So the faerie, the fae, Sookie’s people, might also be aliens, eh? It’s a curious thought. I have compared “True Blood” to “Dark Shadows” frequently this season. The gothic soap opera had a habit of doing everything within its genre and then throwing in the kitchen sink as well. We saw vampires, werewolves, ghosts, Frankenstein-ish monsters, time travel and even Lovecraftian horrors – but aliens, alien abductions and the like are more of a seventies phenomenon. Had “Dark Shadows” stayed on the air I guess they would’ve gotten o that sooner or later. Therefore, it’s probably fair game for “True Blood” as well. Can’t wait to see how it plays out.

We were left with one of the more thrilling cliffhangers so far last time, Eric and Russell both burning up in the sunshine. Such a good cliffhanger, I almost wish it had been a season ending cliffhanger, but such is this season of “True Blood” – it’s never what you expect.

Sookie insists on bringing Eric back inside to save him. The whole time Sookie and company were trying to save Eric inside Fangtasia I couldn’t help wondering one thing – is anyone watching Russell? Couldn’t he have just have crawled away to safety? Personally I was shocked when they saved Russell too. Eric’s not a good listener by the way. Godric said ‘forgive,’ not ‘save.’

The new subplots again supercede the main plot as Sam outs himself to Tara as a shapeshifter, and frankly (pun unintended) I find it hard to believe she took it as well as she did. I would have thought she would just run as far as she possibly could from this crazy town of Bon Temps. And it’s possible she did. I will miss her, but damn smart girl, if it’s true.

Now I’m not fond of Sookie to begin with, but I found it really distasteful the way she was taunting Russell like a trapped animal. No matter how evil the bad guy is – I’m pretty sure the rule for the good guy is to show mercy, or at least not be a sore winner. In fact, rule number one for heroes should be, don’t be a dick. Like Sookie.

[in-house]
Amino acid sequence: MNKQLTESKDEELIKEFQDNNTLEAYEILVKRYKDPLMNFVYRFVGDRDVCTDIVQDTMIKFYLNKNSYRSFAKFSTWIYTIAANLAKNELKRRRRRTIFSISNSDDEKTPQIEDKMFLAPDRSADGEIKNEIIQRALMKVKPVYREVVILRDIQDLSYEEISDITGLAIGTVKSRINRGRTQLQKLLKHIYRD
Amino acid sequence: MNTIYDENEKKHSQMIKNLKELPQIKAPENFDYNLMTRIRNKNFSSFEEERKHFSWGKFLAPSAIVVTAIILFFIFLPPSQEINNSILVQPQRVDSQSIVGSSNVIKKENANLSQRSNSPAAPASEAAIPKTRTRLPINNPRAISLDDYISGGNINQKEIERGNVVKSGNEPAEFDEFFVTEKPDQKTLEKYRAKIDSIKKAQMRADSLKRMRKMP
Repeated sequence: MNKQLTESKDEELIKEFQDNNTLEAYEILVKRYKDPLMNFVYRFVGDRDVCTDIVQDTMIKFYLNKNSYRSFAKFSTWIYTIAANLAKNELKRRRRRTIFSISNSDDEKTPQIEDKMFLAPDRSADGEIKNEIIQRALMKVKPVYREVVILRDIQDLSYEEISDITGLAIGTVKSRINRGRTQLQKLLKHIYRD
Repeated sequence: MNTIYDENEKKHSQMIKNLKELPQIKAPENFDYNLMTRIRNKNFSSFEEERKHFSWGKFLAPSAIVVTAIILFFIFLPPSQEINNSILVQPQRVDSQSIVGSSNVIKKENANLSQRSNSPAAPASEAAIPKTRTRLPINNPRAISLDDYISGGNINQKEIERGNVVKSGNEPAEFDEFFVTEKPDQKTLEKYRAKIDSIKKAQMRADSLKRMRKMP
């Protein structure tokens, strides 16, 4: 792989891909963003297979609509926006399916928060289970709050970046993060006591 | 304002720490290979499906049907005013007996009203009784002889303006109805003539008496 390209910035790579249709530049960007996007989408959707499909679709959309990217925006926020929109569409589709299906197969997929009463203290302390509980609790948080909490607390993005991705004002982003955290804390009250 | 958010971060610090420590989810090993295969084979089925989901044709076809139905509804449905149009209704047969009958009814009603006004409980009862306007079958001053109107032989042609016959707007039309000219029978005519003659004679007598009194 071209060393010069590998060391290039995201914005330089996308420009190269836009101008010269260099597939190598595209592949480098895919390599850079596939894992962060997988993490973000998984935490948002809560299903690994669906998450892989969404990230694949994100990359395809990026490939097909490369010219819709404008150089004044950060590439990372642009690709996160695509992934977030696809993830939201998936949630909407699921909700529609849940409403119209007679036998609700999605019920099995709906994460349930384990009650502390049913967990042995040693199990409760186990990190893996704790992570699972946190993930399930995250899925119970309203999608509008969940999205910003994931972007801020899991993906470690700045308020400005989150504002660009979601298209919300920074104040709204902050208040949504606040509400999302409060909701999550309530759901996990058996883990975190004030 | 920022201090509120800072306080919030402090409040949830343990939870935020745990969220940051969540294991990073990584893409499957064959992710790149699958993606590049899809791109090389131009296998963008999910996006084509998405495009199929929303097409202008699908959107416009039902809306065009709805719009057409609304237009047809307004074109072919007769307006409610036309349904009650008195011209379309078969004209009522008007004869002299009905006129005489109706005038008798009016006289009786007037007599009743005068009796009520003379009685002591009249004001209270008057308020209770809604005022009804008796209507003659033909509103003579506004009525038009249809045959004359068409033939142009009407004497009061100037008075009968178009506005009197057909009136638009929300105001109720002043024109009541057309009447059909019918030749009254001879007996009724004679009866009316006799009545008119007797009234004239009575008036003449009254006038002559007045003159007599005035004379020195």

The Hotshot subplot came to a head of sorts, but mostly it’s just set-up from the books and for next season. Jason is now apparently the new caretaker of the Jackson Whites, I mean the Pineys, ahem, I mean the shifters who sell V, meth and need dental badly. There’s more to come, according to the books, and I would have rather seen it happen all within one season.

Lafayette’s V aftershocks have taken on an interesting aspect as he has become slightly prescient. This will obviously be shorthand for the writers to tease the viewers with what’s to come. As we find out that Jesus is a witch, we are assured that witches and Wiccans and voodoo will abound in the next season. But again, I am bothered. Why introduce new storylines in the last twenty minutes or so of the season finale, especially when the main story has not come to a close?

We get to see a very dark side to Bill as well as a very dirty secret reaching back to the start of the show. This is a good thing as it adds a twist to this story’s ending. There is also an interesting parallel with Sam. We are told that both of their recent dark turns are actually how they have always been, we just didn’t know it. I don’t know however if Alan Ball and company have succeeded in making me believe this.

We leave as we began. Sookie rejoins the faerie folk. Next season should be interesting if nothing else. Did I like this one? You guess. I can’t wait until next summer.

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True Blood: Fresh Blood

This episode’s title is “Fresh Blood,” and it really does feel like such, more like a ‘new start,’ actually. It feels like we are playing catch up with all the new subplots, and some are completely new as of this episode. It’s almost like a new season. The highlight of the episode is Eric’s confrontations with Russell, and to me, much of the rest of it pales in comparison. A vampire who declares war on both the vampire and human worlds should be an unignorable main plot, don’t you think? And shouldn’t you tie up old loose ends before you unravel new knots?

Some random thoughts about what else happened this time around: the ‘In Memoriam’ mini-feature that opened this episode was interesting. Arlene consults the ‘Wiccan’ waitress as to how to get rid of her baby to mixed results. Bill and Sookie play let’s-pretend-we’re-normal. Andy confesses to Tara what really happened to Eggs in a less than satisfying sequence. Lafayette has some V aftershocks after refusing to do more with Jesus. Sam throws a drunken tantrum, then has a moment or two with Tara. Jason picks a fight instead of dealing with his shifter girlfriend or looking for Sookie.

None of the above have anything to do with Russell or Eric, and it’s sad. When they do get to it, it rocks. The climax, and Eric’s plan, and the cliffhanger. Oh. My. God. Imagine if the whole episode had been like this. That would have really rocked. Please, next time, more main story, and less subplots, and set-up for subplots. Thanks!